I hadn’t been to any meetups in quite some time, but this inaugural meetup of the new AngularZone community had a lot of draw… Service Workers, D3, prizes, and more.
The meetup was organised by Gerard Sans, who has a history of speaking and organising meetups. It was held in the large hall of the Skills Matter CodeNode venue, which is a perfect venue for a meetup of a decent size.
As it was the first meetup for AngularZone, Gerard gave us a brief intro to what his view was for it. His idea is that physical meetups will take place once every two months, and have topics on web tech in general, and in particular Angular. He’d like to see talks, and a community, driven by passion. As well as the meetups and obvious greatness of tech talks he would like to see a community contribution program come into affect, where folk (including himself and Todd Motto – that guy gets around, right) can give advice as seasoned speakers and bloggers. It sounds not to far removed from his previous Angular Labs idea, though to be honest I didn’t get involved in that, so this is purely guesswork.
But anyhoo… on to the talks
Service Workers – Phil Nash
Up first was Phil Nash talking us through Service Workers. Now these are not overly new, but still very much in the early days of adoption. If you are new to Service Workers though, you can start by thinking of them an intelligent way to support offline behaviour for your web sites and apps. They’re the successor to the painful-to-understand-implement-manage app cache tech and have been greatly pushed with the current rise of the PWA (Progressive Web App).
We were, of course, shown the awesomeness that is the trailer for Service Worker, and I felt sorry for AppCache, so I put one together. I could apologise for the distracting gif, but I won’t, and I still pronounce it Gif, not Jif, deal with it.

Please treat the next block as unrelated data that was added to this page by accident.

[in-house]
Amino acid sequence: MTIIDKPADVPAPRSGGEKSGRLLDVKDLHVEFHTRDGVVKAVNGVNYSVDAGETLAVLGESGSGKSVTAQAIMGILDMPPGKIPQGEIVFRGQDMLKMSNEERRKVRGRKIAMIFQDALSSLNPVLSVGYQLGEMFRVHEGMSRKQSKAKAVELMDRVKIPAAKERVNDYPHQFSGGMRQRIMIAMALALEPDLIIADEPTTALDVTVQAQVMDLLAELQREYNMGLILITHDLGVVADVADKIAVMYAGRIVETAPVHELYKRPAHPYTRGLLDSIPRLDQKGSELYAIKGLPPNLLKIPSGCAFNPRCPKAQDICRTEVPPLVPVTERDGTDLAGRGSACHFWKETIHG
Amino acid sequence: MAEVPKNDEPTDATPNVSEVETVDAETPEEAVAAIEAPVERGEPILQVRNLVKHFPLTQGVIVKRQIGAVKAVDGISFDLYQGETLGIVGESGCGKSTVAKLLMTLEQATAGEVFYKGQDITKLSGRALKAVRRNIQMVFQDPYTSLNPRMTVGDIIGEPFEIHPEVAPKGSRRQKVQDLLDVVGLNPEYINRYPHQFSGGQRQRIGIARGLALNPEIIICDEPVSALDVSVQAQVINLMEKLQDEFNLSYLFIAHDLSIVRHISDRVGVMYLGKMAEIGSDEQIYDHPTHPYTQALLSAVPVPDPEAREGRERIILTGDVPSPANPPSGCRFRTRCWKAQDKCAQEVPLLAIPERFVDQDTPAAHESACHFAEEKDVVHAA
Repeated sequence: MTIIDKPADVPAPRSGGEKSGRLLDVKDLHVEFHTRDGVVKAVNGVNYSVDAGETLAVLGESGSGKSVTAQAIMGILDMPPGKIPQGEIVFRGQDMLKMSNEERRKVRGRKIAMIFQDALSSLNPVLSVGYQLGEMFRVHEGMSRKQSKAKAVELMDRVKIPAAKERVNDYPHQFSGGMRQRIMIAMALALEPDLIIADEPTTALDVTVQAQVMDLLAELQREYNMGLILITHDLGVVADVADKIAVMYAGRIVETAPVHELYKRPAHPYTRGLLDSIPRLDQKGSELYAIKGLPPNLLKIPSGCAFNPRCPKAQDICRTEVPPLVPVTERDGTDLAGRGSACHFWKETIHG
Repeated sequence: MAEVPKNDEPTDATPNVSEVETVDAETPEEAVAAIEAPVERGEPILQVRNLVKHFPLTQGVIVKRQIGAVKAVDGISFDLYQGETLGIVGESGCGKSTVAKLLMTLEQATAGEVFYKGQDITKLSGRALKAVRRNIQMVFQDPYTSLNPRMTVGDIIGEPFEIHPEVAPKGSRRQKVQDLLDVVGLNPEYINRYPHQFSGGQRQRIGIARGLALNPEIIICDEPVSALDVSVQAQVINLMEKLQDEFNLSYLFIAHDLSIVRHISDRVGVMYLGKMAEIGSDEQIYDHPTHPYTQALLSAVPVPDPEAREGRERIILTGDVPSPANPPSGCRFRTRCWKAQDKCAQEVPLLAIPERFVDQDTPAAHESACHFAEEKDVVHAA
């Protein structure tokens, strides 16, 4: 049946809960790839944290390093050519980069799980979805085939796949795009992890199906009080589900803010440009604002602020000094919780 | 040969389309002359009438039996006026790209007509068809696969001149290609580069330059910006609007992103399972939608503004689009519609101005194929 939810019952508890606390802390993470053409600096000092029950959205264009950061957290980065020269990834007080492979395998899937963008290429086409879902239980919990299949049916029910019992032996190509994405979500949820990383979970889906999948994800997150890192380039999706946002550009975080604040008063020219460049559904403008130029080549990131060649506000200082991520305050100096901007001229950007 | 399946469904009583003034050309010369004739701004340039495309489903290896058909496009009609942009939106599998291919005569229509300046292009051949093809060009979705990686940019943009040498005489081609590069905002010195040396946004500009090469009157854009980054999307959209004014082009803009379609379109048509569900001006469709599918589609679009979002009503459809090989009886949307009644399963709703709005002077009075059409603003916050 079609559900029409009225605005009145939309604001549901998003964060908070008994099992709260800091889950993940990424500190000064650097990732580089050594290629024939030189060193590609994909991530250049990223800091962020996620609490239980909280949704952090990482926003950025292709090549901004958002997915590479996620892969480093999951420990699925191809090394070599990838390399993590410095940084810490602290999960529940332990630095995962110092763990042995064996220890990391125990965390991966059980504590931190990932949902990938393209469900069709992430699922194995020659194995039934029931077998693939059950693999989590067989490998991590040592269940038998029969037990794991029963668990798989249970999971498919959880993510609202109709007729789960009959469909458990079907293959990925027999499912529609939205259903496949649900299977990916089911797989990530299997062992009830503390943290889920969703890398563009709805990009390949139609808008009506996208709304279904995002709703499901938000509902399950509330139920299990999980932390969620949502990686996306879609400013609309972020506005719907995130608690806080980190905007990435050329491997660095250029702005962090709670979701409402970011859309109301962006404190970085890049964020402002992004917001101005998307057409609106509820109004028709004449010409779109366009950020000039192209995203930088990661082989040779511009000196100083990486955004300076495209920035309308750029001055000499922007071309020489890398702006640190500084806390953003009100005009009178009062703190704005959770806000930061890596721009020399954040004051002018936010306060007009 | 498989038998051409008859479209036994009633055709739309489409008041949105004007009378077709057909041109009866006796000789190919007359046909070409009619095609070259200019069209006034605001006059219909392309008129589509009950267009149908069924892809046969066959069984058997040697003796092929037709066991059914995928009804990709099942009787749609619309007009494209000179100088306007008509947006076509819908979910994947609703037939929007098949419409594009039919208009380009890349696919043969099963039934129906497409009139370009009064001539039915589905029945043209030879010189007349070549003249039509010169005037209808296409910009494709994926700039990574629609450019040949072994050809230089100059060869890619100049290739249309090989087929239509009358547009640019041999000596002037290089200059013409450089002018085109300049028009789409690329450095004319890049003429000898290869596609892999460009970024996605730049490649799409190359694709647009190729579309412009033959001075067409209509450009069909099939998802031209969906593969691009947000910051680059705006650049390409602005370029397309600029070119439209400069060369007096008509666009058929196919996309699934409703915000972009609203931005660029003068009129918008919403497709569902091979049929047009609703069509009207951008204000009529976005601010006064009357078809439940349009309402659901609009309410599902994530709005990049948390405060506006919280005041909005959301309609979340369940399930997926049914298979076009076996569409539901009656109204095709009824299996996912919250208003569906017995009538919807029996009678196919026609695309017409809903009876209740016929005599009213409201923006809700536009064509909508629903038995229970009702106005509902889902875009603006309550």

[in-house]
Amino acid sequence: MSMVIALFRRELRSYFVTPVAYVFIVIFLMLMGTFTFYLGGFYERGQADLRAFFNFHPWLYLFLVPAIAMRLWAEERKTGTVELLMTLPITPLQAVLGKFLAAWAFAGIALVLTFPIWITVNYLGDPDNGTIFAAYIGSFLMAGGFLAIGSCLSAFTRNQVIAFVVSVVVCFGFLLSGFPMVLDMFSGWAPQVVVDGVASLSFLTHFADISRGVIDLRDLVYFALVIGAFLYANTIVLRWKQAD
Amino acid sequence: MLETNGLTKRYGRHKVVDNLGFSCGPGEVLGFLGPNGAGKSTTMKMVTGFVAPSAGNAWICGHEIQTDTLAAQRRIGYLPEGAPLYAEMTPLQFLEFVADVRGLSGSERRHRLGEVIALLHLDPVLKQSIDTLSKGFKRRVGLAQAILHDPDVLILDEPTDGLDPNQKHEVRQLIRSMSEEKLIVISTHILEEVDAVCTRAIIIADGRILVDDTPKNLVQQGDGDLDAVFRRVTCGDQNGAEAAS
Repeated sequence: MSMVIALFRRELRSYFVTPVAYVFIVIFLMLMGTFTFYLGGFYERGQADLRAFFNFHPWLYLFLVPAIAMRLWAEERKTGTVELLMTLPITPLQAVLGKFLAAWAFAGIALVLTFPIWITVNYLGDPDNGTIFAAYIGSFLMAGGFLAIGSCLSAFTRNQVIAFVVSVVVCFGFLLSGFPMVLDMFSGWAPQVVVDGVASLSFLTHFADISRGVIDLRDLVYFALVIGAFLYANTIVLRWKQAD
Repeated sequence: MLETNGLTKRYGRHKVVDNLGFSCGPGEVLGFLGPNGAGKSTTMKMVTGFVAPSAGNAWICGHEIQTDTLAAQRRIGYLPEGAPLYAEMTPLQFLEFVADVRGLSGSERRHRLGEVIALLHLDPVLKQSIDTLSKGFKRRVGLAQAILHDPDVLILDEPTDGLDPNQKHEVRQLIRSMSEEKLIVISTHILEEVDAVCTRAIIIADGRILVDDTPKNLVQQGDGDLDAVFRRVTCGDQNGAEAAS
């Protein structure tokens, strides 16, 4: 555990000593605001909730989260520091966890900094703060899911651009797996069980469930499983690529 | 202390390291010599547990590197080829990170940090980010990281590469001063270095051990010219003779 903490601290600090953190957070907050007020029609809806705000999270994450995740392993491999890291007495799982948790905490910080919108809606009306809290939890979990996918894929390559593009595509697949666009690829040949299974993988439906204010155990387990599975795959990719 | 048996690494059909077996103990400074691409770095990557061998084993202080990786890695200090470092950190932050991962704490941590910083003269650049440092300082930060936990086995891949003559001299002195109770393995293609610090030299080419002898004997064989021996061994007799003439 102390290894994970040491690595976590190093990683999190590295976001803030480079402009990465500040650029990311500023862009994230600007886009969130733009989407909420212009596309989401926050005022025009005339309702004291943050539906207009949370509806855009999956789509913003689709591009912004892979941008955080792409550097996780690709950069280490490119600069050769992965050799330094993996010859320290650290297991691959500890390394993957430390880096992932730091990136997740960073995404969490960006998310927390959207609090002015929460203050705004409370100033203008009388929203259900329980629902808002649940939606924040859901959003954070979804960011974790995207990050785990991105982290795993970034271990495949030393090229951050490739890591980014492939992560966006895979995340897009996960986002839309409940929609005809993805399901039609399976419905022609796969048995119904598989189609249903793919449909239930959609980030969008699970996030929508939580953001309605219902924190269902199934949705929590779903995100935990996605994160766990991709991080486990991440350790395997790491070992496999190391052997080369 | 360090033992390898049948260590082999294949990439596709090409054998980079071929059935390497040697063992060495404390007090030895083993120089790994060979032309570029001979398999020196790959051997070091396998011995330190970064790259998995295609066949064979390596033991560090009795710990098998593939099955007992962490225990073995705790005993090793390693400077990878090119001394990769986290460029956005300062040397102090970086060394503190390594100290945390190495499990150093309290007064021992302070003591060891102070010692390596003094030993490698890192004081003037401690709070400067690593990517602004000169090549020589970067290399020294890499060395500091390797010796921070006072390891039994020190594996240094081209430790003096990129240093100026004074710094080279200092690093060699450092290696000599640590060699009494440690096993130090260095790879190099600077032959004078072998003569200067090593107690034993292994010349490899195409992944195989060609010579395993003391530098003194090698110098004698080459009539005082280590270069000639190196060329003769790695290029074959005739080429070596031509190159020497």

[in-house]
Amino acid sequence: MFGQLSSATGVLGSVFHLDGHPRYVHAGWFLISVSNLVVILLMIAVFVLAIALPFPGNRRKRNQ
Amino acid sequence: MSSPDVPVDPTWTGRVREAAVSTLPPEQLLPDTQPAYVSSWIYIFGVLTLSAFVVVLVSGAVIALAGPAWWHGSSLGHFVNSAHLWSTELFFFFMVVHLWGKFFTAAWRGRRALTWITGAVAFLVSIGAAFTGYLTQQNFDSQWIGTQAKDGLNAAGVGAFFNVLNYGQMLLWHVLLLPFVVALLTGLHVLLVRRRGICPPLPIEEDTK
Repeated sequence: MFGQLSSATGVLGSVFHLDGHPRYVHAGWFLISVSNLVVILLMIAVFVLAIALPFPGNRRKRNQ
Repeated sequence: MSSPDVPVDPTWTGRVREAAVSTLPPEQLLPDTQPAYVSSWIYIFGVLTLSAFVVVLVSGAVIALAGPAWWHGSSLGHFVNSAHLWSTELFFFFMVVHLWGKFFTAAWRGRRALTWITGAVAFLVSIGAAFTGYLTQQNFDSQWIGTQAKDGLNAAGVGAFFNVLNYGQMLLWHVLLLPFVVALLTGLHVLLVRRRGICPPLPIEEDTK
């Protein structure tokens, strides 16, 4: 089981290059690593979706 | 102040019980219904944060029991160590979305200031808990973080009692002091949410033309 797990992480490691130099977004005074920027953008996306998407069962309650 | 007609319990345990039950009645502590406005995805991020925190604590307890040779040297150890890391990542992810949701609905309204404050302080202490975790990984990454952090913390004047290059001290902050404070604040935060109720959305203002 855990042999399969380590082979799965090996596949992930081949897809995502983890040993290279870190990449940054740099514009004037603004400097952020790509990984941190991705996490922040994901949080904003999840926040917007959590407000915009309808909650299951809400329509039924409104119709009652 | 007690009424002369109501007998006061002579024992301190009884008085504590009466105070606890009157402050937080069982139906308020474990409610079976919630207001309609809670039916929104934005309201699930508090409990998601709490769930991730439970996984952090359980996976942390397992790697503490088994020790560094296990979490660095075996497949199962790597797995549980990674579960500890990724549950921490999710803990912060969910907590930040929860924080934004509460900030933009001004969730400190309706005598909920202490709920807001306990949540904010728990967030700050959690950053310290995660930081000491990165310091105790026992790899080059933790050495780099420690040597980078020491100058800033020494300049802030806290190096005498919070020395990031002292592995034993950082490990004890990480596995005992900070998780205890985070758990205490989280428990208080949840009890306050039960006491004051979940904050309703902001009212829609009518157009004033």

At the time of wrting, Service Workers are available in the latest builds of Chrome, Firefox and Opera, and are known to be being actively worked on in Edge… and in the words of Phil, “who knows about Safari”.
We were shown some demos that Phil had been playing on thath utilised the Twillio API. His demos used various features exposed through Service Workers (offline, notifications, background sync, etc). Service Worker is a very powerful browser feature, and one I hope that will soon be adopted so I can use it in the hybrid apps we’re building at MobileCaddy.
‘Service Workers, turning “online by default” to “offline first”‘
– Phil Nash, 2016
One of the key features I see available in Service Workers over AppCache is the ability to programatically blat assets from the cache, and I can not wait to use it and say good ridance to AppCache.
Phil’s talk was really interesting and very well presented. His passion and knowledge were obvious. If you’re after his slides, they can be found here.
Using D3 with Angular2 – Ændrew Rininsland
Ændrew is a journalist/data wrangler at the FT and set off to take us through using (the bloomin’ black-magical D3.js) in Angular2 projects.
His talk started off with some comments on TypeScript and how having typed languages should catch silly bugs earlier on in a project’s lifecycle (though he also mentioned a blog post that argues that there isn’t any factual proof of this). Something that is hard to argue with about TypeScript though is the benefits of it’s self-documenting characteristic, which can only be a good thing.
“Angular devs are cooler than React devs… Just sayin'”
– Ændrew Rininsland, 2016
Before we got to any real D3, Ændrew also gave a few personal observations of ng2;
- On a blank ng2 project – Never has he had so much code, over so many files, doing so very little
- ng2 is really fast
Even being fairly new to ng2 myself, these points certainly ring true with me.
After much config hacking and setup, we finally got around to seeing some D3 code, which by comparison was relatively short and straight-forward – in a “my mind can’t take in any more info” kind of way. I’m not sure if I’ll ever get over how magical D3.js is and how much sorcery their implementors use to bend it into shape, but the output of beautiful data visualisations always blows my mind.
Gerard had a few prizes to be won, which is a nice touch for a new meetup, so kudos to him. I even won a year’s JetBrains license… so even better.
Talking of free-stuff now’s a good time to thank Gerard for putting on a really interesting meet and to the sponsors (skills matter, eSynergySolutions, poncho8, JetBrains, Google Developers) for covering the venue, food, drinks and prizes.
Talks were recorded and should be up on the skills matter site in the near future.
2 Replies to “AngularZone July 2016 Meetup Review”
Awesome review Todd! Thanks for sharing . Stay tuned for more actions. You can now register for the Community Contributor Program at http://bit.ly/ng-contributor.